I remember the day I found out I was Gluten Intolerant, I didn’t know what to make of it, except that maybe it might just make me feel better. It wasn’t long into changing my whole lifestyle that I realized I would likely never be able to cook like I used to. For an avid baker this was heart wrenching. It took a long time and an awful lot of research into the many types of gluten free flour available (and a huge amount of trial and error) before I was able to truly bake again. So if you’re anything like me and all you want to do is bake like a gluteniser, then read on!
Everything you need to know about Gluten Free Flour!
So let’s break it down shall we? Gluten is a mixture of proteins specifically found in wheat and other cereal grains such as rye and barley. In a percentage of the population it can be incredibly debilitating, especially if left un-diagnosed or untreated. In fact it’s approximated that 1 in 70 Australians are currently recognized as a Coeliac and that doesn’t include those of us that are Gluten Intolerant. I won’t go into the nitty gritty of the disease or it’s side effects, however it is a horrible thing to live with. If you’d like to learn more about Coeliac Disease please visit Coeliac Australia or speak to your GP.
What part does Gluten play in cooking?
Gluten is one of those sneaky hidden ingredients and it’s not always as simple as avoiding things like bread and pasta. Gluten can be found in all sorts of products, often used as thickeners or binding agents. Some to keep an eye out for include soups, sauces and dressings, particularly those you buy pre-made in a jar.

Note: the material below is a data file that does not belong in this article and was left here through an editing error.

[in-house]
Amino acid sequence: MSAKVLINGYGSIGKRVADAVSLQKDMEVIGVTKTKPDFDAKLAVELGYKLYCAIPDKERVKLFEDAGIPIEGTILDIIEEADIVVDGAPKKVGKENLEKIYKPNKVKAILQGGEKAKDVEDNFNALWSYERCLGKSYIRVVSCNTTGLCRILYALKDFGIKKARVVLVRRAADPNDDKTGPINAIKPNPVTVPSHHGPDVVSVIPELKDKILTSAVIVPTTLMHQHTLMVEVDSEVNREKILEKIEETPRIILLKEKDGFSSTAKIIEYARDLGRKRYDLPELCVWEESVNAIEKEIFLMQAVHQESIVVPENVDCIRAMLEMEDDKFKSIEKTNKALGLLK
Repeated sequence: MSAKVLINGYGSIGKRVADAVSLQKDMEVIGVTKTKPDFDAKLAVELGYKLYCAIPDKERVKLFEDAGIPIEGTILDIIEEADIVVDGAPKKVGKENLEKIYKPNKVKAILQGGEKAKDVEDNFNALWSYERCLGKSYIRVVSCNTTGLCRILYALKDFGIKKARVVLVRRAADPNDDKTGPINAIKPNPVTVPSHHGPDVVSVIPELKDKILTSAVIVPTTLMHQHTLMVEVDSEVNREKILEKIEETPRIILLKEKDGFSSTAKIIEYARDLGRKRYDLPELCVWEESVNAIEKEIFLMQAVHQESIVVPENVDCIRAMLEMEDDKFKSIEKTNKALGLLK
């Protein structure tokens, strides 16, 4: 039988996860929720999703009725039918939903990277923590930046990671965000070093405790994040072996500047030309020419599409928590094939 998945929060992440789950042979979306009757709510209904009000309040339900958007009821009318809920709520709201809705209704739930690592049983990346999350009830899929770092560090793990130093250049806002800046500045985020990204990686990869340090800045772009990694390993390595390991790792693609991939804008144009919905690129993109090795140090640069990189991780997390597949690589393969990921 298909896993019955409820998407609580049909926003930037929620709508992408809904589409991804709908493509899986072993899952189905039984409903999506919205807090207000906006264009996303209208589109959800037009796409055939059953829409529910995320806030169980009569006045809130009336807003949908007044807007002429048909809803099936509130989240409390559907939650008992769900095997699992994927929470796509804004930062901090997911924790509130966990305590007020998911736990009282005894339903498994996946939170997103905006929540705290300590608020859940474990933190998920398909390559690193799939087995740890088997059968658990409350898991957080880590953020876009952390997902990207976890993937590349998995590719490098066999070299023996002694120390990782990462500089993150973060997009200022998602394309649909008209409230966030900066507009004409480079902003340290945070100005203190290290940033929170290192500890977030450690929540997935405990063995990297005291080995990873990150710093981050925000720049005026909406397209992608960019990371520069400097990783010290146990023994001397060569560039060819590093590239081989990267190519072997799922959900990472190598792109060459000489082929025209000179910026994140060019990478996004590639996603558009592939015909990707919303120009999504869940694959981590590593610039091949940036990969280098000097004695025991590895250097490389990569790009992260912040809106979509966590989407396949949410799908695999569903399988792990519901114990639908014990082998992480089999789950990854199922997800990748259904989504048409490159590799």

The simple but annoying fact is that there are very few ingredients in the world that will act and do exactly what gluten does. In baking in particular, gluten is what gives your dish it’s elasticity and structure. You know, the very thing that makes bread fluffy, light and keeps it holding together! So you can see why baking with gluten free flours can be so problematic. Trying to replicate that can sometimes feel like a herculean effort, trust me, I know!
So what do we do? Give up baking all together?
Simple answer? NO!
There is a way to make gluten free flour and baking work well for you. It sometimes just requires a little bit more forethought. My goal here is to help you understand the gluten free flours on the market and how and where you can use them in your cooking.
Oh and if you’re wondering if it’s possible to make something that doesn’t taste gluten free? I can assure you. IT IS POSSIBLE!! I have tasted, eaten and made food that not only looks like a gluten product but it tastes that way too. Like I said, it’s all about knowing what flour to use and where.
The great thing is that science and food production techniques are catching up. I’ve been eating gluten free now for close to 5 years and even in that short space of time I’ve seen some amazing changes in what’s available! Not so long ago you could walk into a supermarket and find only the smallest of Health Food sections. Now though? Well now you can walk into almost any supermarket anywhere and find almost an entire aisle full!
The big companies are cluing in too. There are so many packaged foods on the market that are gluten free by ingredient. But because they were made in a warehouse that produces gluten containing products they were never able to list them as being gluten free! Large companies such as Nestle, Smiths and many others are now taking the steps to eradicate this problem. Which is fantastic! Because now it means you can enjoy more of your favourite products and dishes!